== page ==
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Sent Out Anyway

US Centers for Disease Control and Prevention officials were aware of problems with its initial SARS-CoV-2 test before the test was released, according to NPR.

As 360Dx reported in February, state laboratories ran into problems when they sought to validate the CDC's initial SARS-CoV-2 test kit. Because of this, the agency said it had to re-manufacture one of the kit's reagents. The kit was fixed by the end of February, but delayed testing in the US in the early stages of the pandemic.

NPR has now reviewed internal documents from the CDC that indicate that the problem was wider than the contamination of a reagent. According to NPR, a review of the Respiratory Viruses Diagnostic Laboratory found a number of problems, such as "process failures, a lack of appropriate recognized laboratory quality standards, and organizational problems related to the support and management of a laboratory supporting an outbreak response."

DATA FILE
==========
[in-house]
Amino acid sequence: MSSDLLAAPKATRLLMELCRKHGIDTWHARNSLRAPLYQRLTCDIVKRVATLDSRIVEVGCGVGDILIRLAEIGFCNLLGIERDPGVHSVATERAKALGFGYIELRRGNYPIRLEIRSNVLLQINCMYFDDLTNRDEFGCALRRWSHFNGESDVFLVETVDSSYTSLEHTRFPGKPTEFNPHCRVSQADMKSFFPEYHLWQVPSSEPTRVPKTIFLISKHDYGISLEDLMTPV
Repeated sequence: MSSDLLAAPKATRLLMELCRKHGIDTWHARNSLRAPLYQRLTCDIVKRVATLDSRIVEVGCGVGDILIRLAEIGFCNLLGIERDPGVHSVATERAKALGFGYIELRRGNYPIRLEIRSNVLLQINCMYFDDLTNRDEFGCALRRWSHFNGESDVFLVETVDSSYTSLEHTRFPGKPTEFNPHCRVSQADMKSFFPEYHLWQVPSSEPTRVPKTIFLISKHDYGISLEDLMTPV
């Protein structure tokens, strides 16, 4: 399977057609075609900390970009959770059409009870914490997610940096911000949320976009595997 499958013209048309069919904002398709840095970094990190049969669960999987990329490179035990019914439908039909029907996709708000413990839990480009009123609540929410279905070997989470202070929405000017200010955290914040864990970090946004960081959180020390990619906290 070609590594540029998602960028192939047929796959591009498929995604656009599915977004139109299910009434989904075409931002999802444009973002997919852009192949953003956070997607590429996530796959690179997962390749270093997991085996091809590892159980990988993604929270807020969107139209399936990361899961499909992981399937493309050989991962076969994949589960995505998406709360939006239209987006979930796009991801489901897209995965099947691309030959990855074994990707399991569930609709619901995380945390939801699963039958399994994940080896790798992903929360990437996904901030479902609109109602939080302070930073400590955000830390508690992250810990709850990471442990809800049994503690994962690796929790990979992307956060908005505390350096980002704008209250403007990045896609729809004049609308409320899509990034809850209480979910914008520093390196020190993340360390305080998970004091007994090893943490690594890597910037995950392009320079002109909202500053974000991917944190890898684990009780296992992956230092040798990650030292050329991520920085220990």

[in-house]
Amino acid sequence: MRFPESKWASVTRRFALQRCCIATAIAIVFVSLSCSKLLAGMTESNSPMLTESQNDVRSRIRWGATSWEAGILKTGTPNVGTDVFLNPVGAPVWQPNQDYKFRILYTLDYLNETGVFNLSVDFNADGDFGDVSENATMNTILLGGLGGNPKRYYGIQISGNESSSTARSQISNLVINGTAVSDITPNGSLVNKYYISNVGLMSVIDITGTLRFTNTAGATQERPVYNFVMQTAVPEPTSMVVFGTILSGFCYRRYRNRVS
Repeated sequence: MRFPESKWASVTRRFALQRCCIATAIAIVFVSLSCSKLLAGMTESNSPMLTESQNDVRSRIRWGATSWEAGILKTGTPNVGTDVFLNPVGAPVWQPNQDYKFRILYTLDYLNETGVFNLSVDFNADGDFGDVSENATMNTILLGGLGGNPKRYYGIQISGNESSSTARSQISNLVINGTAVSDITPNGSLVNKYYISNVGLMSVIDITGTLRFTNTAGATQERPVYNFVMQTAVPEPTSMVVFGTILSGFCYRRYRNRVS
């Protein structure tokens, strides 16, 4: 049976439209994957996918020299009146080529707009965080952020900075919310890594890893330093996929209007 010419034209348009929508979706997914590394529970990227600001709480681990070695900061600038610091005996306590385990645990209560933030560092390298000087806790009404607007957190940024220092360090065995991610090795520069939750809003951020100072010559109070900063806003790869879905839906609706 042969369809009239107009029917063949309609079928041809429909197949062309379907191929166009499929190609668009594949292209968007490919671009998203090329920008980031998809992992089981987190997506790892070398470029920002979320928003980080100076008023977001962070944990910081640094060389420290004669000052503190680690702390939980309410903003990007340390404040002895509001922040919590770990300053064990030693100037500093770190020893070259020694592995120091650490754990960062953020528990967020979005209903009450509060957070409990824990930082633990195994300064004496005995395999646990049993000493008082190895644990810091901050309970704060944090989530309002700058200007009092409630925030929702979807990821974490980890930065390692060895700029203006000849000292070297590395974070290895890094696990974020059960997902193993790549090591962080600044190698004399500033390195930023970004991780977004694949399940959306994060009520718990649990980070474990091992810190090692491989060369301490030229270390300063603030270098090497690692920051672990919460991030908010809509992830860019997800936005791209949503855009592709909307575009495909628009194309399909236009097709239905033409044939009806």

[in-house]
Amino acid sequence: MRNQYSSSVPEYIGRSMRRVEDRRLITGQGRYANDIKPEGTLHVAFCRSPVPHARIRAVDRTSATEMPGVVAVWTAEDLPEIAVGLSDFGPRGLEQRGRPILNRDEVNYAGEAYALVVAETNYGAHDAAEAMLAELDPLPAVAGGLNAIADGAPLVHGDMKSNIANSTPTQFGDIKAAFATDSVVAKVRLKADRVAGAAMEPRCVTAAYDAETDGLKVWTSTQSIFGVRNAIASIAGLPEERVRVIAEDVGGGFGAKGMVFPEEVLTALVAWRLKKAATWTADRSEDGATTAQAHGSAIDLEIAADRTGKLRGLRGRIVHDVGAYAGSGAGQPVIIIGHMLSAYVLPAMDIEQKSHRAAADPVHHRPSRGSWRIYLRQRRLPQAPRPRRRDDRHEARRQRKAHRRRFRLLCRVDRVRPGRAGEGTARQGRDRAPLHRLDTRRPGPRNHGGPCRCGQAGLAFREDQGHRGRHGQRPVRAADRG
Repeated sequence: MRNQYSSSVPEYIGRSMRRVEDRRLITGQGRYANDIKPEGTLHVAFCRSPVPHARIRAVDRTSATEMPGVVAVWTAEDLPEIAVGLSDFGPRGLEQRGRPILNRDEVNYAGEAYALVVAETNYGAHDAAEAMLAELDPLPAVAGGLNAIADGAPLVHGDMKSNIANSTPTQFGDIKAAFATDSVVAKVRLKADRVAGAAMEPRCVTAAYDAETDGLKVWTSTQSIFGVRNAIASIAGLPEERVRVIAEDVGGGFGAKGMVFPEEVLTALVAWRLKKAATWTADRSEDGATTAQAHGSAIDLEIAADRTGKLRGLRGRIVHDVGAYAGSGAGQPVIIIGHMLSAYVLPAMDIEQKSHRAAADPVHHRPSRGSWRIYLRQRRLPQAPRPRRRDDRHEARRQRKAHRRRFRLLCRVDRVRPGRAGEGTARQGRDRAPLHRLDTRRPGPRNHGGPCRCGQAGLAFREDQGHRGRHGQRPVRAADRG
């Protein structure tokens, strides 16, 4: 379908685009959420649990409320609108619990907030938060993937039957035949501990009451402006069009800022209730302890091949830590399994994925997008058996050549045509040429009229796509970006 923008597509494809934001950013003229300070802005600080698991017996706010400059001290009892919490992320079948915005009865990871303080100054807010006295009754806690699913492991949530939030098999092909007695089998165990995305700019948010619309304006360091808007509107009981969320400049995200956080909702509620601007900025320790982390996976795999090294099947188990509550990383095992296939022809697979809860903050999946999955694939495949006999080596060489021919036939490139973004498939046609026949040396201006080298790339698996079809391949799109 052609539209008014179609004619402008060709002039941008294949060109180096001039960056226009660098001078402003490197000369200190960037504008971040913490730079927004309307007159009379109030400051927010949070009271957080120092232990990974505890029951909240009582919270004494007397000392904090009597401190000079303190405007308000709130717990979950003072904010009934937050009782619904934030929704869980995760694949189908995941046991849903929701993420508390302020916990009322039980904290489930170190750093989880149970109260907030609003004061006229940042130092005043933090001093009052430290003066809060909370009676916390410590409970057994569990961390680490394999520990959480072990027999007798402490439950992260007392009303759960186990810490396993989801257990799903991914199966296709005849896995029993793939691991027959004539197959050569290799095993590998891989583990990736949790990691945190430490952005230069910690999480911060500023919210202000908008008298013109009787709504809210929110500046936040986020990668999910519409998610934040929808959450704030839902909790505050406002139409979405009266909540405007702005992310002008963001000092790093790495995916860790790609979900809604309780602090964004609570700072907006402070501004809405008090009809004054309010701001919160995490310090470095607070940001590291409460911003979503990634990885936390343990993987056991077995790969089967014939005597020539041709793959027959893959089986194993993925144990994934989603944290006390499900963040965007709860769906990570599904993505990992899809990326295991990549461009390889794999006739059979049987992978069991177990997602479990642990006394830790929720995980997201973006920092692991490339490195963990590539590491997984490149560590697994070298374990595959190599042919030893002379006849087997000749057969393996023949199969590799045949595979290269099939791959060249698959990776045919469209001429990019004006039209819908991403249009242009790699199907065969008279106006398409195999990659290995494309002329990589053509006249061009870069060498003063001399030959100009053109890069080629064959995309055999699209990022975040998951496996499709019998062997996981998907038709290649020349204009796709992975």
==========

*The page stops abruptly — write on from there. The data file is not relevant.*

In particular, it reports that a quality control test of the kit before it was shipped out indicated that the test could fail about a third of the time, but that Stephen Lindstrom, the head of the lab who had success creating an H1N1 influenza test, decided to send the kit out anyway.

NPR adds that the CDC review includes recommendations to prevent such failures from occurring again — such as setting criteria for test kits must meet before being released and having an outside group review test. It further notes that Lindstrom is no longer running that lab and that the Department of Health and Human Services inspector general is conducting a separate review of the failed test.

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